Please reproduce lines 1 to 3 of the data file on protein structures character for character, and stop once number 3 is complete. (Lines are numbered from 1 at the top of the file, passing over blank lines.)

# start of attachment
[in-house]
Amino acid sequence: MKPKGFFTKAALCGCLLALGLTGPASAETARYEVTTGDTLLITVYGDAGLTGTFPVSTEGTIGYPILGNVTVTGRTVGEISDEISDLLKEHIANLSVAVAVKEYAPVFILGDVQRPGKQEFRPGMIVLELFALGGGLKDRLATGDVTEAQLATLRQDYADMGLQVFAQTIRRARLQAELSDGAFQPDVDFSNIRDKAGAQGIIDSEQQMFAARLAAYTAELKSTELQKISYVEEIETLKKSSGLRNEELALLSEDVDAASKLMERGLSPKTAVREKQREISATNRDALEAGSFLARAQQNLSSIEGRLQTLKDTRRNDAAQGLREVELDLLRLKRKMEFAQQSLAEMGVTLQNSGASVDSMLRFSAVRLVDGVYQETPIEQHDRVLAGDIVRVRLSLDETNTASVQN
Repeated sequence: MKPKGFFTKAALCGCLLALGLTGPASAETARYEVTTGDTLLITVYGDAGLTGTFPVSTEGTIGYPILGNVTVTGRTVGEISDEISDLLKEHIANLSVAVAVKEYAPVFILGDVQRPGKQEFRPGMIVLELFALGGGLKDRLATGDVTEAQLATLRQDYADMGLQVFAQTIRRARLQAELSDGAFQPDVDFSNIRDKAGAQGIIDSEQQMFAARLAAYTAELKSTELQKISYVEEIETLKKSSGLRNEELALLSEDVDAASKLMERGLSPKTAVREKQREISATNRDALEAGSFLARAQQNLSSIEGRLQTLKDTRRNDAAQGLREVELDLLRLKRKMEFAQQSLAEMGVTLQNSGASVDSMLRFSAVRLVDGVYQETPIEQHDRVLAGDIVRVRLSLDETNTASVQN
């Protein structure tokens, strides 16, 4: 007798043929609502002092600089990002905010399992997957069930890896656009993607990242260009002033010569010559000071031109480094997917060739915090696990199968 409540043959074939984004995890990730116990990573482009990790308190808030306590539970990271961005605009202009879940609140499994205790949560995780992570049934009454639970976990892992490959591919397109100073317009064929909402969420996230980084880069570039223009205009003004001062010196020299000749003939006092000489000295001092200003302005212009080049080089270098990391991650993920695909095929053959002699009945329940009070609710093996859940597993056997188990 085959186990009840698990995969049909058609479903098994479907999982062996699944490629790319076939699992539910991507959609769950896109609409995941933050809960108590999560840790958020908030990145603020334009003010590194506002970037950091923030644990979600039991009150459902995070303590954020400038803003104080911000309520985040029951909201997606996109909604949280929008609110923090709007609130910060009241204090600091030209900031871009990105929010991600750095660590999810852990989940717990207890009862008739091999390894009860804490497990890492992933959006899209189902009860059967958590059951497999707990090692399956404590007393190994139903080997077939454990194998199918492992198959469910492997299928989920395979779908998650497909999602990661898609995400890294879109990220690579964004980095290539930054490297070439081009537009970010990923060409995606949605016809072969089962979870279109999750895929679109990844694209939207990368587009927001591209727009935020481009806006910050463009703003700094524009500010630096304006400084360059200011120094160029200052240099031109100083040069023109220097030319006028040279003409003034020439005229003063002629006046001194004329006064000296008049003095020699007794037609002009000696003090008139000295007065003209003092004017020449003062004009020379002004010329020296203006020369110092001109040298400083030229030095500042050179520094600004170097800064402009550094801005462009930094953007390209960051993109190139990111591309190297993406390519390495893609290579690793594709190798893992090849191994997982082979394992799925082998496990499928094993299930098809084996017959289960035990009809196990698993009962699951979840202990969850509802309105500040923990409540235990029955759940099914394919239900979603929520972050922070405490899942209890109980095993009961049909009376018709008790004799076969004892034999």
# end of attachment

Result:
[in-house]
Amino acid sequence: MKPKGFFTKAALCGCLLALGLTGPASAETARYEVTTGDTLLITVYGDAGLTGTFPVSTEGTIGYPILGNVTVTGRTVGEISDEISDLLKEHIANLSVAVAVKEYAPVFILGDVQRPGKQEFRPGMIVLELFALGGGLKDRLATGDVTEAQLATLRQDYADMGLQVFAQTIRRARLQAELSDGAFQPDVDFSNIRDKAGAQGIIDSEQQMFAARLAAYTAELKSTELQKISYVEEIETLKKSSGLRNEELALLSEDVDAASKLMERGLSPKTAVREKQREISATNRDALEAGSFLARAQQNLSSIEGRLQTLKDTRRNDAAQGLREVELDLLRLKRKMEFAQQSLAEMGVTLQNSGASVDSMLRFSAVRLVDGVYQETPIEQHDRVLAGDIVRVRLSLDETNTASVQN
Repeated sequence: MKPKGFFTKAALCGCLLALGLTGPASAETARYEVTTGDTLLITVYGDAGLTGTFPVSTEGTIGYPILGNVTVTGRTVGEISDEISDLLKEHIANLSVAVAVKEYAPVFILGDVQRPGKQEFRPGMIVLELFALGGGLKDRLATGDVTEAQLATLRQDYADMGLQVFAQTIRRARLQAELSDGAFQPDVDFSNIRDKAGAQGIIDSEQQMFAARLAAYTAELKSTELQKISYVEEIETLKKSSGLRNEELALLSEDVDAASKLMERGLSPKTAVREKQREISATNRDALEAGSFLARAQQNLSSIEGRLQTLKDTRRNDAAQGLREVELDLLRLKRKMEFAQQSLAEMGVTLQNSGASVDSMLRFSAVRLVDGVYQETPIEQHDRVLAGDIVRVRLSLDETNTASVQN